Despite political distractions domestically, Pakistan government is pro-actively pursuing its foreign policy goals in the region as it works hard to positioning itself as an intermediary between Iran and Saudi Arabia.
Currently, the Speaker National Assembly, Ayaz Sadiq, is leading an official parliamentary delegation to Tehran to discuss regional issues and bilateral relations. The visit is part of a larger diplomatic initiative taken by Pakistan to stress the importance of close relations with Iran; despite Pakistan joining the Saudi-led military alliance.
The Speaker encouraged Iran to join the China-Pakistan Economic Corridor, emphasizing, it would open up new possibilities and closer ties for both states. “Iran’s cooperation in fighting terrorism is essential and the role of mutual cooperation in establishing peace and security in the region is undeniable” said the Speaker while meeting with Iranian Foreign Minister Mohammad Javad Zarif in Tehran on Sunday.
Press reports also indicate that the Attorney General, Ashtar Ausaf, has also been tasked by the Prime Minister to help bring about cordial relations between Saudi Arabia and Iran. He is said to have recently traveled to Riyadh to hold meetings with key officials including the Crown Prince and is scheduled to visit Tehran as well.
Pakistan has taken a strong proactive position to engage Iran, over the issue of the military coalition and Gen. Raheel Sharif leading it. This became especially important after comments by the Iranian Ambassador to Pakistan, Mehdi Honardost, earlier this month when he emphatically stated that Iran was not happy with the Islamic Coalition. Pakistani civil and military leadership has met with senior officials from Iran including COAS General Qamar Bajwa who has had two meetings with the Ambassador Mehdi Honardost, in the last six weeks, to reassure him of the importance that Pakistan holds of good bilateral relations with Iran.
Stressed Relations between Iran & Saudi Arabia
Relations between the two countries, Iran and Saudi Arabia, have never been good, but the past couple of years, to put it mildly, they have been rockier than usual. In January 2016, Saudi Arabia executed a prominent Shiite cleric Nimr al-Nimr which sparked massive protests in Tehran and led to the ransacking of the Saudi embassy. Saudi Arabia cut diplomatic ties with Iran following this incident. In September 2016, Iran banned its citizens from performing Hajj and blamed the Saudi government for the 2015 stampede in which several hundred Iranians were killed. The two nations have also been at loggerheads over proxy disputes in Yemen and Syria. Saudi’s have also been vocal in expressing their disappointment over the Iranian 2015 nuclear deal – Joint Comprehensive Plan of Action deal- with the United States. Only recently, February in the Munich Security conference, Saudi Foreign Minister Adel Al-Jubeirhas called Iran the biggest state sponsor of terrorism in the world.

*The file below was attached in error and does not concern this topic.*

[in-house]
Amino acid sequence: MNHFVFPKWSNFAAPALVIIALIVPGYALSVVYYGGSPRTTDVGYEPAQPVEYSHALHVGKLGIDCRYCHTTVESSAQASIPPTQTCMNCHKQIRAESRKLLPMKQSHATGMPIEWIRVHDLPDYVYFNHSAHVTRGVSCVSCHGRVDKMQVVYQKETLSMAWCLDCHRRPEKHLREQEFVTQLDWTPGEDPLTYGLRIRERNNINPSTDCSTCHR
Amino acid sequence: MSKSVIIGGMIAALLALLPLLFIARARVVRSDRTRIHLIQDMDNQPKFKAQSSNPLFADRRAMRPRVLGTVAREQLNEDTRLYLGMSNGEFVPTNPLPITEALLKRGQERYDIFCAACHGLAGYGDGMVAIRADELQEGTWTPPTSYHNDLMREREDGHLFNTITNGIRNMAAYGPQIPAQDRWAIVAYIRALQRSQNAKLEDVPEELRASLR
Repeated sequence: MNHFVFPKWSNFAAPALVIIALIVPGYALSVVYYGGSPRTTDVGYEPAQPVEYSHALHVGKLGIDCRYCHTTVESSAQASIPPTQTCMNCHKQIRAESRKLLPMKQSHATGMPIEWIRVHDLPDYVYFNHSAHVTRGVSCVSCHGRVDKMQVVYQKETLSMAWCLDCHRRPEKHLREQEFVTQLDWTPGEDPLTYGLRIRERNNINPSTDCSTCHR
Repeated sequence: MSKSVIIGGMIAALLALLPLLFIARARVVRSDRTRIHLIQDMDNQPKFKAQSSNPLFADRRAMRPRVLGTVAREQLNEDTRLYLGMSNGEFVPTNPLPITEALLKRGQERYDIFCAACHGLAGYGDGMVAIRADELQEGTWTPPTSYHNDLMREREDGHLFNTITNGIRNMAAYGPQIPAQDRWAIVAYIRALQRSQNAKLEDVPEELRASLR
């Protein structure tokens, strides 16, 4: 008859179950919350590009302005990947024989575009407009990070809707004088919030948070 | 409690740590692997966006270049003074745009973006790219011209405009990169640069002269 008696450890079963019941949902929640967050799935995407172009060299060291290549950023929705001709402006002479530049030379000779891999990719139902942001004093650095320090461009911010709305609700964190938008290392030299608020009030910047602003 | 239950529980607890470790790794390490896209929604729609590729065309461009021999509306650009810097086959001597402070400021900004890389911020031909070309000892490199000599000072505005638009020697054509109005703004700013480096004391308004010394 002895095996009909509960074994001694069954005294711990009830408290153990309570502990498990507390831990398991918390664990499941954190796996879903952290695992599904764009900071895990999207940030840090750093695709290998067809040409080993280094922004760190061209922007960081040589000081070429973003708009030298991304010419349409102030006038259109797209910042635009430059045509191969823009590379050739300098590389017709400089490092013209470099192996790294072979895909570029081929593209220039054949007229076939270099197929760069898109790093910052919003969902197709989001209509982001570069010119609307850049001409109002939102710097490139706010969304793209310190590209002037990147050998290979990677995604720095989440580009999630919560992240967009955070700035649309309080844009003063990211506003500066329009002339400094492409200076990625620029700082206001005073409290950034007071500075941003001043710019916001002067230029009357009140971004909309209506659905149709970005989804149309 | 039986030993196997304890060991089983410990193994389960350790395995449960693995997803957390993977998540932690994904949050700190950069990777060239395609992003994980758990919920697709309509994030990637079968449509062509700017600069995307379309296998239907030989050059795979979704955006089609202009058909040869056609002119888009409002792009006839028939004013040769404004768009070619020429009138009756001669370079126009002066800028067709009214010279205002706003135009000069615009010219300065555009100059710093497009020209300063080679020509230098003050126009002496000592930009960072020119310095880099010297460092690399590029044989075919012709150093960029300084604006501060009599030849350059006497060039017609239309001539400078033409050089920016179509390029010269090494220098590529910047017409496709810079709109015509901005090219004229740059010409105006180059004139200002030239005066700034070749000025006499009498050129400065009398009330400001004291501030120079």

Mending ties between these historic rivals is a daunting task, but Pakistani civil and military establishment are keen on striking a compromise between them and fostering unity to whatever extent possible in the Muslim world. Ex-COAS Gen. (retd) Raheel Sharif, when nominated to head the Saudi alliance, accepted on the condition that Iran, Iraq and Syria will be invited as well. Reports indicate that Pakistan explicitly warned Saudi Arabia that it would pull out of the alliance if it turned out to have a sectarian agenda. Last Friday, General Raheel Sharif, was finally issued an NOC from the Government of Pakistan and traveled to Saudi Arabia on a private airplane sent for him from the kingdom.
Given the ties Pakistan has with the GCC countries, the majority of its working labor and diaspora are based there as well as over 70 percent of remittances come from GCC countries. Pakistan cannot afford to antagonize either country and has a difficult balancing act to pursue. The government’s decision to approve the appointment of General Sharif as head of Islamic military coalition has been very controversial since the idea was first flouted several months ago. All those against the idea are worried about the sectarian dimensions and implications of this decision for a country which has a 10-15% of Shia population. Pakistan has always struggled but has so far managed to maintain a neutrality between Iran and its Arab allies.
While it is not clear to what extent Pakistan will be able to strengthen the relationship between Saudi Arabia and Iran it certainly should work on keeping its own with Iran on a positive footing. Trade ties are extremely important in any relationship and while the speaker mentioned CPEC he did not mention the Iran Pakistan pipeline. President Rouhani once again expressed his desire to the Speaker that Pakistan needs to complete its end of the pipeline as promised. Commerce minister Khurram Dastighir has many times talked about this project’s completion but the country is not much closer to when the idea was first initiated under Zardari. The shortage of energy in the country also makes this a critical need for Pakistan and should be fast tracked.